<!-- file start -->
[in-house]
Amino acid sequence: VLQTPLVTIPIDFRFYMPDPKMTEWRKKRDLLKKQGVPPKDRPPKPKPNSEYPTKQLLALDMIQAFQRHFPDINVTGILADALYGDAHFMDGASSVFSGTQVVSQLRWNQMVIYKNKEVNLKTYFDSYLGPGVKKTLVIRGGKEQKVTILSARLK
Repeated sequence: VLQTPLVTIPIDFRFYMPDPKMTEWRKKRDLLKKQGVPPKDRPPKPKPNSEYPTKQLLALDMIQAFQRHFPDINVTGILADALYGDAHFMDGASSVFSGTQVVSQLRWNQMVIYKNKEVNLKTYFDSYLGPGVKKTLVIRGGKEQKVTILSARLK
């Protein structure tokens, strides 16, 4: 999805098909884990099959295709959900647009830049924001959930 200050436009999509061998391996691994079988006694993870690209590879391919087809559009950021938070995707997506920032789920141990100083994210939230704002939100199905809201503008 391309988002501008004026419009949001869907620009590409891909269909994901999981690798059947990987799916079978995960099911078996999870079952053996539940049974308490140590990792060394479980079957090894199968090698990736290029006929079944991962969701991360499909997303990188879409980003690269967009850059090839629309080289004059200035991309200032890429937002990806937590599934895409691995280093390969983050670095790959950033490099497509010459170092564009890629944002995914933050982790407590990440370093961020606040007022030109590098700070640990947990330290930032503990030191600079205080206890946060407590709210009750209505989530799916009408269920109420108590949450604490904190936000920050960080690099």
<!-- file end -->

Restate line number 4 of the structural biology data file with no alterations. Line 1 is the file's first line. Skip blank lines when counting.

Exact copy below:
């Protein structure tokens, strides 16, 4: 999805098909884990099959295709959900647009830049924001959930 200050436009999509061998391996691994079988006694993870690209590879391919087809559009950021938070995707997506920032789920141990100083994210939230704002939100199905809201503008 391309988002501008004026419009949001869907620009590409891909269909994901999981690798059947990987799916079978995960099911078996999870079952053996539940049974308490140590990792060394479980079957090894199968090698990736290029006929079944991962969701991360499909997303990188879409980003690269967009850059090839629309080289004059200035991309200032890429937002990806937590599934895409691995280093390969983050670095790959950033490099497509010459170092564009890629944002995914933050982790407590990440370093961020606040007022030109590098700070640990947990330290930032503990030191600079205080206890946060407590709210009750209505989530799916009408269920109420108590949450604490904190936000920050960080690099």